@Oli you might want to see what W5VO has to say as it might mean your answer is actually wrong. – Kellenjb Dec 20 '11 at 14:01

If you put the 5V and 12V in parallel, the voltage would be somewhere in between depending on the internal resistance of each source.
If both sources have equal internal resistance then the resultant voltage would be 8.5V. This would apply for e.g. batteries or similar simple voltage source.

With two switching supplies though, as W5V0 has noted, the resultant voltage will likely be the higher of the two, as the lower rail cannot sink current (due to the diode) and will effectively look high impedance to the 12V rail. So all that should happen (see below) is the lower rail will rise to the potential of the higher rail.

It is not a good idea to connect two different supply rails directly due to the problems that can be caused by low impedance sources opposing each other and circuitry of the lower rail may not rated to handle the voltage from the higher rail.
However in the switchers case it's probable no magic smoke will appear due to the inability to sink current mentioned above. However it's possible that the lower rails diode won't like being reverse biased so much and any capacitors may not be rated for the higher voltage (definitely a possibility given the extremely competitive price these things aim for - every cent makes a difference)
If a mid point voltage source is needed then a regulator of some sort can be used to provide a low impedance source.

The link you provide is for connecting batteries of the same voltage, which can be regarded as completely separate sources. The rails in your PSU will share a common ground (like two batteries with their negative terminals connected together) If you try and connect them in series it will effectively short one of the rails to ground which is not good.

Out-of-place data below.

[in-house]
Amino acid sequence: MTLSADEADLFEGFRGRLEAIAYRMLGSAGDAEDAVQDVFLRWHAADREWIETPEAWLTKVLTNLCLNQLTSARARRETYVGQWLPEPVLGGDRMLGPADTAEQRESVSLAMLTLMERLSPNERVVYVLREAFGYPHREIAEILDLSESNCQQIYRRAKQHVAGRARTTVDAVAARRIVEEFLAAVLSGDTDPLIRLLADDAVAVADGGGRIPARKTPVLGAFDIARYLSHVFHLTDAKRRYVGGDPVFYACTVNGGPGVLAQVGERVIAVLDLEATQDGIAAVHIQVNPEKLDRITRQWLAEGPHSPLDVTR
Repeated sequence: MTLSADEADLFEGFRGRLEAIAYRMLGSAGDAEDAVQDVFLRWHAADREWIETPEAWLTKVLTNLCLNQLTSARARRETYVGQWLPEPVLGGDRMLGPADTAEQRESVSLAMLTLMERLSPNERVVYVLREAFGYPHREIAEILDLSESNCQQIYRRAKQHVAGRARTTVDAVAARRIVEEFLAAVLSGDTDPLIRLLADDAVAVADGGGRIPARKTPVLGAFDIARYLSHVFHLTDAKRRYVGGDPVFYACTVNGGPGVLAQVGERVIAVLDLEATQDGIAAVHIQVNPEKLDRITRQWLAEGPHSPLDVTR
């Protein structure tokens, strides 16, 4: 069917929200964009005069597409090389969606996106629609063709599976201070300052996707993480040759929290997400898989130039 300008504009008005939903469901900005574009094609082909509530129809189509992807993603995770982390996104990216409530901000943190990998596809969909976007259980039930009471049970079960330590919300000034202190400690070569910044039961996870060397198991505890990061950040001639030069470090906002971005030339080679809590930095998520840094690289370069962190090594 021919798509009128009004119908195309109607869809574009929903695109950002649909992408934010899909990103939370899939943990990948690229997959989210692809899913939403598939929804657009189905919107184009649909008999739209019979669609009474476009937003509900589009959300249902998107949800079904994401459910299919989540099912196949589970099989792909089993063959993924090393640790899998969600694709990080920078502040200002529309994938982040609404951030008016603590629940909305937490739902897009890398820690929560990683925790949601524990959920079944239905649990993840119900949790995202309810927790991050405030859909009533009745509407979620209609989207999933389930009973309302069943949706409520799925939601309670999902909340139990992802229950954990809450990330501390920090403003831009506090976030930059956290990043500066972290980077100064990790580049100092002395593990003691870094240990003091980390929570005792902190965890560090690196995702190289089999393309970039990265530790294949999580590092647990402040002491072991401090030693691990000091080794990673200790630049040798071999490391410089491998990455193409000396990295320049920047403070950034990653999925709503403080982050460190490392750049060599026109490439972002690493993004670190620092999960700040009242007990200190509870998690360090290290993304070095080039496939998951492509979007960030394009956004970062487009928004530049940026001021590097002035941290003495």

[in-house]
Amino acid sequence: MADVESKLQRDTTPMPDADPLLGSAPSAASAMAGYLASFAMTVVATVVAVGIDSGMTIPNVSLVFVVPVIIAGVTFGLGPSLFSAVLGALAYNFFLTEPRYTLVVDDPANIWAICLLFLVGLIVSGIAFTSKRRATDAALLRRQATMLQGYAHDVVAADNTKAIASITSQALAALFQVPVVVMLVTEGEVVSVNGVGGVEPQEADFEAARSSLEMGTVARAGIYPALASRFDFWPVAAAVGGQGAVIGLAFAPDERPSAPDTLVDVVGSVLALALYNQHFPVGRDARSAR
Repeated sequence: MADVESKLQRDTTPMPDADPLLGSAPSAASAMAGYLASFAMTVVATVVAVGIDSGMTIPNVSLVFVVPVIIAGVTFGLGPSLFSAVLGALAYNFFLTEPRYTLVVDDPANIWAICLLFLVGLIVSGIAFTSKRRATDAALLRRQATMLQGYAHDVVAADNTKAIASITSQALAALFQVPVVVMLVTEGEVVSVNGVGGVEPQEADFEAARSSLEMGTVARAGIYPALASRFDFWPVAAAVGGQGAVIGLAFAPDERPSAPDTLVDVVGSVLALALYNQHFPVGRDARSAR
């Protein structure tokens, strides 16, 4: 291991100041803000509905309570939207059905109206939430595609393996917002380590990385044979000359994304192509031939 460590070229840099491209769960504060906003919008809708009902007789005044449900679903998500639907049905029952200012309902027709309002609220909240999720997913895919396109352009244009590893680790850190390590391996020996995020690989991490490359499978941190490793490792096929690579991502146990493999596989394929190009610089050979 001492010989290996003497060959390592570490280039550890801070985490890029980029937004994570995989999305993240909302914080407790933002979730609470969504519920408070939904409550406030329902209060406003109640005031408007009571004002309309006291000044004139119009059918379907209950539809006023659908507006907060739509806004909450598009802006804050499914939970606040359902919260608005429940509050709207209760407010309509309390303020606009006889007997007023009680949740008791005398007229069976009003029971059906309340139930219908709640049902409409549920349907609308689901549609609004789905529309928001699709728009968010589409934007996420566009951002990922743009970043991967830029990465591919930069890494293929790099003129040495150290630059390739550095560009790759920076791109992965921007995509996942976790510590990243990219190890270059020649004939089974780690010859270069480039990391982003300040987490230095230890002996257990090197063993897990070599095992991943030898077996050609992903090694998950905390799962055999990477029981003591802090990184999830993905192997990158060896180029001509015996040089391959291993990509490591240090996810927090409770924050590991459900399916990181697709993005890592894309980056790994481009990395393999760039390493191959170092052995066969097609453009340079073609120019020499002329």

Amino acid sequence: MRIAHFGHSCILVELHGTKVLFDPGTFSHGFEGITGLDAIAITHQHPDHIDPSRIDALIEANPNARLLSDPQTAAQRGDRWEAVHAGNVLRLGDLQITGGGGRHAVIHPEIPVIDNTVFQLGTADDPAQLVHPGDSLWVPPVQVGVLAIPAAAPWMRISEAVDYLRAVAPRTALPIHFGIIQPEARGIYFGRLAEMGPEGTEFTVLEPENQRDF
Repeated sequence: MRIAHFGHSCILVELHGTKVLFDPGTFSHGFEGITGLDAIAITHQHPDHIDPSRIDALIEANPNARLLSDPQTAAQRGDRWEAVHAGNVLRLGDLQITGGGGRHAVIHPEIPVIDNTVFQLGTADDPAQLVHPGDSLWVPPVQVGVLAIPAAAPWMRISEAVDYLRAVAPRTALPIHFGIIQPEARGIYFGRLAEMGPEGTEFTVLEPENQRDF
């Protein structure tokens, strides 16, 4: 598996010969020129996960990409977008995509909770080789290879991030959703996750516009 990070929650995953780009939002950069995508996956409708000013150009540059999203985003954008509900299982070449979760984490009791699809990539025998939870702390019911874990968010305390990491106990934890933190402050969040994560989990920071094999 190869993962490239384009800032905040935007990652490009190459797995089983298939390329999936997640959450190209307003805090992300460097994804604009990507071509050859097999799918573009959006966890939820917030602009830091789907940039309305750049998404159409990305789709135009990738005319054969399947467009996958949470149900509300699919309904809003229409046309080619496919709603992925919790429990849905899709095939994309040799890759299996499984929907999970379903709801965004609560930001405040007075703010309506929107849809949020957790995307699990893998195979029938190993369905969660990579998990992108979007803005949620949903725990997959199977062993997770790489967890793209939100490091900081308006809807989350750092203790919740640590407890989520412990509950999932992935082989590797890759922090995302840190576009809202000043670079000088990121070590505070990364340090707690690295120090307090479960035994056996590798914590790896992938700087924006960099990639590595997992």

It's not too clear what you are trying to do with the outputs without a schematic or some more info as to what voltages and control system (e.g. protection, voltage/current adjust, etc) you want to end up with. For the minimum load on each rail you just need to use two separate resistors to ground.

share|improve this answer
"It's not too clear what you are trying to do with out a schematic"... He is trying to add a load to the PSU so the PSU can turn on, how can he be any more clear then that? – Kellenjb Dec 19 '11 at 20:50
I was referring to what he is wanting/planning to do with the outputs exactly. For example whether he wants +5V and +12V separate, or +17V, or something else. The minimum load part is clear, I'll edit to clarify. I'm a big fan of a small diagram/schematic for even the simplest stuff, as pictures generally reinforce/convey information well in these situations, particularly if the native languages of people involved in asking/answering are different. – Oli Glaser Dec 19 '11 at 22:15